Per­haps the most wide­ly seen piece of Leonar­do’s mir­ror writ­ing is his notes on Vit­ru­vian Man (a piece of which appears at the top of the post), his enor­mous­ly famous draw­ing that fits the pro­por­tions of the human body into the geom­e­try of both a cir­cle and a square (and whose ele­gant math­e­mat­ics we fea­tured last week). Many exam­ples of mir­ror writ­ing exist after Leonar­do, from his coun­try­man Mat­teo Zac­col­in­i’s 17th-cen­tu­ry trea­tise on col­or to the 18th- and 19th-cen­tu­ry cal­lig­ra­phy of the Ottoman Empire to the front of ambu­lances today. Each of those has its func­tion, but one won­ders whether as curi­ous a mind as Leonar­do’s would want to write back­wards sim­ply for the joy of mas­ter­ing and using a skill, any skill, how­ev­er much it might baf­fle oth­ers — or indeed, because it might baf­fle them.

If you’re inter­est­ed in all things da Vin­ci, make sure you check out the new best­selling biog­ra­phy, Leonar­do da Vin­ci, by Wal­ter Isaac­son.

Relat­ed Con­tent:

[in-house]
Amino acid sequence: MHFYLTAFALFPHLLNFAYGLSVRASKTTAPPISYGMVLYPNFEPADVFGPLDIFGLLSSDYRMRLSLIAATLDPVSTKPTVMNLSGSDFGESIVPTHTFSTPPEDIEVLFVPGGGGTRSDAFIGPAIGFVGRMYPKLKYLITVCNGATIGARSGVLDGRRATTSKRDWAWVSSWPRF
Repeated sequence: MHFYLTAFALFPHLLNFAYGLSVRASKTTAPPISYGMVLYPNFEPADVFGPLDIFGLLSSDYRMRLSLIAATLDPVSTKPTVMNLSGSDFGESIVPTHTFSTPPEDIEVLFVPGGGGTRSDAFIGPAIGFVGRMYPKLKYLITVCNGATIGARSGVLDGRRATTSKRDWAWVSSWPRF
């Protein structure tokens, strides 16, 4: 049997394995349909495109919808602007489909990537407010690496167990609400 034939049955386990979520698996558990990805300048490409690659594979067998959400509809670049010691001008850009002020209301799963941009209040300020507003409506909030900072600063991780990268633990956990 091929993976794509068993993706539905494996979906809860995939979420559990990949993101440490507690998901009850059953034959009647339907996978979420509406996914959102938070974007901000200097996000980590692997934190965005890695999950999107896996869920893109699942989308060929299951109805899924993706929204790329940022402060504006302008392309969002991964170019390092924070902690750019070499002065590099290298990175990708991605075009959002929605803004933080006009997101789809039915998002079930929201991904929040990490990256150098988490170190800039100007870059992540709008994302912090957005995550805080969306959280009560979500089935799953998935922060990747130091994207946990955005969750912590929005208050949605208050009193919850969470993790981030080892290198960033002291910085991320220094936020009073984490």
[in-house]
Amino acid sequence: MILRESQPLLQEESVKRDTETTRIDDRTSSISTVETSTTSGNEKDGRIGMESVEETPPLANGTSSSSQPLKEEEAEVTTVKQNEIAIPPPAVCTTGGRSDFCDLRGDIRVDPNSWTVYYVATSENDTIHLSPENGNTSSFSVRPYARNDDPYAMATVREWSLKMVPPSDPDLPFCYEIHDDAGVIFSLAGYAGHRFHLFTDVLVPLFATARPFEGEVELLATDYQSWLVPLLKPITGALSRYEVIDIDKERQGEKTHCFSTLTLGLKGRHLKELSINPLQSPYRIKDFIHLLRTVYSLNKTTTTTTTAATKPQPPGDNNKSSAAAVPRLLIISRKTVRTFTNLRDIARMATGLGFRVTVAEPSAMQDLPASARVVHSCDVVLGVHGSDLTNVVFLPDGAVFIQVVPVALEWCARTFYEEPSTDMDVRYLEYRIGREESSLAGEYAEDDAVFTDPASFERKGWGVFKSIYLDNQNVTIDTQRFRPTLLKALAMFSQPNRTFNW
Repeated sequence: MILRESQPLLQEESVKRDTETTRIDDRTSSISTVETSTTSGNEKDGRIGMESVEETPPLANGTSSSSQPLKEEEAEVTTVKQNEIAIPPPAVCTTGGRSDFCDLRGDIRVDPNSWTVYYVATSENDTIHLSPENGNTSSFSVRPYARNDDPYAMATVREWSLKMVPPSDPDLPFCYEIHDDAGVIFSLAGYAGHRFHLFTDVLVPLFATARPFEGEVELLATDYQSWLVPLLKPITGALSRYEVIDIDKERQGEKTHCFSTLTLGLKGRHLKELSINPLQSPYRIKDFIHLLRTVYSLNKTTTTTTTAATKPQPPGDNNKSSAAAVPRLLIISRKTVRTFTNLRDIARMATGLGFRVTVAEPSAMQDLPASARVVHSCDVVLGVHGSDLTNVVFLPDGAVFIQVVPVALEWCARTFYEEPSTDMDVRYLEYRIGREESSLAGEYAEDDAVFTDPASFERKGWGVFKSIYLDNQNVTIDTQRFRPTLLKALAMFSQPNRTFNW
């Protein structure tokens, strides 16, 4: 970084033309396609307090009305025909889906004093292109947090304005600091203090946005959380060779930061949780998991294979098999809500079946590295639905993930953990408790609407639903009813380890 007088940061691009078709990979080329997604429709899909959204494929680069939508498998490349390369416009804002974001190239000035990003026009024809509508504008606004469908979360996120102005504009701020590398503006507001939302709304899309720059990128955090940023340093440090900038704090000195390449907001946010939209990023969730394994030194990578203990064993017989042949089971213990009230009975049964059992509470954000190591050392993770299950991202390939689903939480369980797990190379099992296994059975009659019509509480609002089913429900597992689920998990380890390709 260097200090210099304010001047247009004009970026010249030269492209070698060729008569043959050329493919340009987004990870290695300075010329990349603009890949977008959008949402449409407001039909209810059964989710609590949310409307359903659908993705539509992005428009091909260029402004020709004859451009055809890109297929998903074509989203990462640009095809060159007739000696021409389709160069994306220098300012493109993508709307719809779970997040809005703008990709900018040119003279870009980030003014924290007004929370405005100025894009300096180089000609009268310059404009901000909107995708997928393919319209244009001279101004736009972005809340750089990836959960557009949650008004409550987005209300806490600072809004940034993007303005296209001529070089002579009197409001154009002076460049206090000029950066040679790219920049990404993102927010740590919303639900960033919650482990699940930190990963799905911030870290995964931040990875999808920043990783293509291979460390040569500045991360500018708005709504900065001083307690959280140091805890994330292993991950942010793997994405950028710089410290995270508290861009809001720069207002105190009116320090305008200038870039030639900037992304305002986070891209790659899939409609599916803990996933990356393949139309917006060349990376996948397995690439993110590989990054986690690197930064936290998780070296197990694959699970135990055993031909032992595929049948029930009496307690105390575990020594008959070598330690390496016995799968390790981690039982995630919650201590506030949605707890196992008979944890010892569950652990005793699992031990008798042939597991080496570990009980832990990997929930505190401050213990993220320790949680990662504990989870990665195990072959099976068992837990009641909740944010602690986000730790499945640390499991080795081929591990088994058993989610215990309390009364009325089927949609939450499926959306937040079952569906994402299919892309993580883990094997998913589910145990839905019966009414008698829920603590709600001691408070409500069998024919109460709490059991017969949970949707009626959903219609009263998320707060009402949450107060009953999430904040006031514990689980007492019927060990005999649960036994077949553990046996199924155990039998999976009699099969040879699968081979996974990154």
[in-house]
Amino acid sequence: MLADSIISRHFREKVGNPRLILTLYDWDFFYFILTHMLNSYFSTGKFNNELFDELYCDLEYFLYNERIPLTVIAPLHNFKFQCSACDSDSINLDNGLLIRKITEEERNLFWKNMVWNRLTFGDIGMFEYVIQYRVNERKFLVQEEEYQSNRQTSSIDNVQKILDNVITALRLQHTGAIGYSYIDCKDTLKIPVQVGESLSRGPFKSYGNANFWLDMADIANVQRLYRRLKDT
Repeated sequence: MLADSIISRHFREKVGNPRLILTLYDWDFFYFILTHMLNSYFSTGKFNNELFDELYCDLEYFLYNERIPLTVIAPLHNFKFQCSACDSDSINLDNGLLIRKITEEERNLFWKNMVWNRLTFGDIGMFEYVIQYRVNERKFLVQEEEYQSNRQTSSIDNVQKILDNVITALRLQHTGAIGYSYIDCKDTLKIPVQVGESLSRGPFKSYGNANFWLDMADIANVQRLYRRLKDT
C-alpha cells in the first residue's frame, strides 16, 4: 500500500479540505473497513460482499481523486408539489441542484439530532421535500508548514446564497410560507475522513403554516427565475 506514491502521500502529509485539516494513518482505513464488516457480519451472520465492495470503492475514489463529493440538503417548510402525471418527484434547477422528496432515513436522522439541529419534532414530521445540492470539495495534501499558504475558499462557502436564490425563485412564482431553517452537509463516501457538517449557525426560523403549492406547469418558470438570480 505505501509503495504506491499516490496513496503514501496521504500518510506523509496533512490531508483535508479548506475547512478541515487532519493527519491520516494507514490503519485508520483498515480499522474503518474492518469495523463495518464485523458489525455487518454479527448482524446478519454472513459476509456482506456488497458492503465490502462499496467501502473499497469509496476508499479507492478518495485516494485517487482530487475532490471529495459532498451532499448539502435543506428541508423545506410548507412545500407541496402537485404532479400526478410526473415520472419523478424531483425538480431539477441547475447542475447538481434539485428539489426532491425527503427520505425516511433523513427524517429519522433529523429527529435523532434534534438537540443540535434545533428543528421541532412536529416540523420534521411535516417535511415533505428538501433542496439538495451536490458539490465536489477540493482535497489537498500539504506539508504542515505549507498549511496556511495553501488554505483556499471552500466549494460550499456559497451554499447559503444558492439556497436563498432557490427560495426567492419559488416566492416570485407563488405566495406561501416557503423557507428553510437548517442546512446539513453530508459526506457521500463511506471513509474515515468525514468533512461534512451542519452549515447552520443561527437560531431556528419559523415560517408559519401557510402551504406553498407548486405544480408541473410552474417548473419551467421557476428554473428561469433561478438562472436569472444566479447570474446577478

The Ele­gant Math­e­mat­ics of Vit­ru­vian Man, Leonar­do da Vinci’s Most Famous Draw­ing: An Ani­mat­ed Intro­duc­tion

Down­load the Sub­lime Anato­my Draw­ings of Leonar­do da Vin­ci: Avail­able Online, or in a Great iPad App

Leonar­do da Vinci’s Bizarre Car­i­ca­tures & Mon­ster Draw­ings

Leonar­do da Vinci’s Vision­ary Note­books Now Online: Browse 570 Dig­i­tized Pages

Leonar­do da Vinci’s Hand­writ­ten Resume (1482)

Leonar­do Da Vinci’s To Do List (Cir­ca 1490) Is Much Cool­er Than Yours

Based in Seoul, Col­in Mar­shall writes and broad­casts on cities and cul­ture. His projects include the book The State­less City: a Walk through 21st-Cen­tu­ry Los Ange­les and the video series The City in Cin­e­ma. Fol­low him on Twit­ter at @colinmarshall or on Face­book.

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Comments (24)